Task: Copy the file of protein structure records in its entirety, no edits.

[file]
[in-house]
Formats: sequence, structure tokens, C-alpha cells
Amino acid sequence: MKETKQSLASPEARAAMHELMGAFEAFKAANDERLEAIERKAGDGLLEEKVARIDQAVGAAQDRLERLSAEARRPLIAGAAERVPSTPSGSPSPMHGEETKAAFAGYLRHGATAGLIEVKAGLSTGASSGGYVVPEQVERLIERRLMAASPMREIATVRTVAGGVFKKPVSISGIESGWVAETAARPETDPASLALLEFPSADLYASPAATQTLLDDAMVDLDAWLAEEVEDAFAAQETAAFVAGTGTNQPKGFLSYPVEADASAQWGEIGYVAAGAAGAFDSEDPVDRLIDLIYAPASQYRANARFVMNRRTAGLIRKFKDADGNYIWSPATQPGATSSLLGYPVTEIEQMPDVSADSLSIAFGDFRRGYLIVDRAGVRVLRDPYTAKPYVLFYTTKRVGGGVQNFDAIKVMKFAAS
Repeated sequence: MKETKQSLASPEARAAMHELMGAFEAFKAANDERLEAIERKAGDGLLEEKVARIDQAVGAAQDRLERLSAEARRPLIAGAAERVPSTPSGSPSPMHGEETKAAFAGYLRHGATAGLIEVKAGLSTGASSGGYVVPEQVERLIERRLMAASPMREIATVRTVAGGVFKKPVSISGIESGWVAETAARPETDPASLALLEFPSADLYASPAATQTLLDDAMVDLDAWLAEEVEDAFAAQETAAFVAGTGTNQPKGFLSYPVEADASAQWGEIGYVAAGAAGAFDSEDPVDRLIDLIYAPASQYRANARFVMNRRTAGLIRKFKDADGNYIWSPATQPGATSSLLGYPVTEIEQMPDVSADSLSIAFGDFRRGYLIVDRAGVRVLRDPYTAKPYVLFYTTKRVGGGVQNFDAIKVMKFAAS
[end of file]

[in-house]
Formats: sequence, structure tokens, C-alpha cells
Amino acid sequence: MKETKQSLASPEARAAMHELMGAFEAFKAANDERLEAIERKAGDGLLEEKVARIDQAVGAAQDRLERLSAEARRPLIAGAAERVPSTPSGSPSPMHGEETKAAFAGYLRHGATAGLIEVKAGLSTGASSGGYVVPEQVERLIERRLMAASPMREIATVRTVAGGVFKKPVSISGIESGWVAETAARPETDPASLALLEFPSADLYASPAATQTLLDDAMVDLDAWLAEEVEDAFAAQETAAFVAGTGTNQPKGFLSYPVEADASAQWGEIGYVAAGAAGAFDSEDPVDRLIDLIYAPASQYRANARFVMNRRTAGLIRKFKDADGNYIWSPATQPGATSSLLGYPVTEIEQMPDVSADSLSIAFGDFRRGYLIVDRAGVRVLRDPYTAKPYVLFYTTKRVGGGVQNFDAIKVMKFAAS
Repeated sequence: MKETKQSLASPEARAAMHELMGAFEAFKAANDERLEAIERKAGDGLLEEKVARIDQAVGAAQDRLERLSAEARRPLIAGAAERVPSTPSGSPSPMHGEETKAAFAGYLRHGATAGLIEVKAGLSTGASSGGYVVPEQVERLIERRLMAASPMREIATVRTVAGGVFKKPVSISGIESGWVAETAARPETDPASLALLEFPSADLYASPAATQTLLDDAMVDLDAWLAEEVEDAFAAQETAAFVAGTGTNQPKGFLSYPVEADASAQWGEIGYVAAGAAGAFDSEDPVDRLIDLIYAPASQYRANARFVMNRRTAGLIRKFKDADGNYIWSPATQPGATSSLLGYPVTEIEQMPDVSADSLSIAFGDFRRGYLIVDRAGVRVLRDPYTAKPYVLFYTTKRVGGGVQNFDAIKVMKFAAS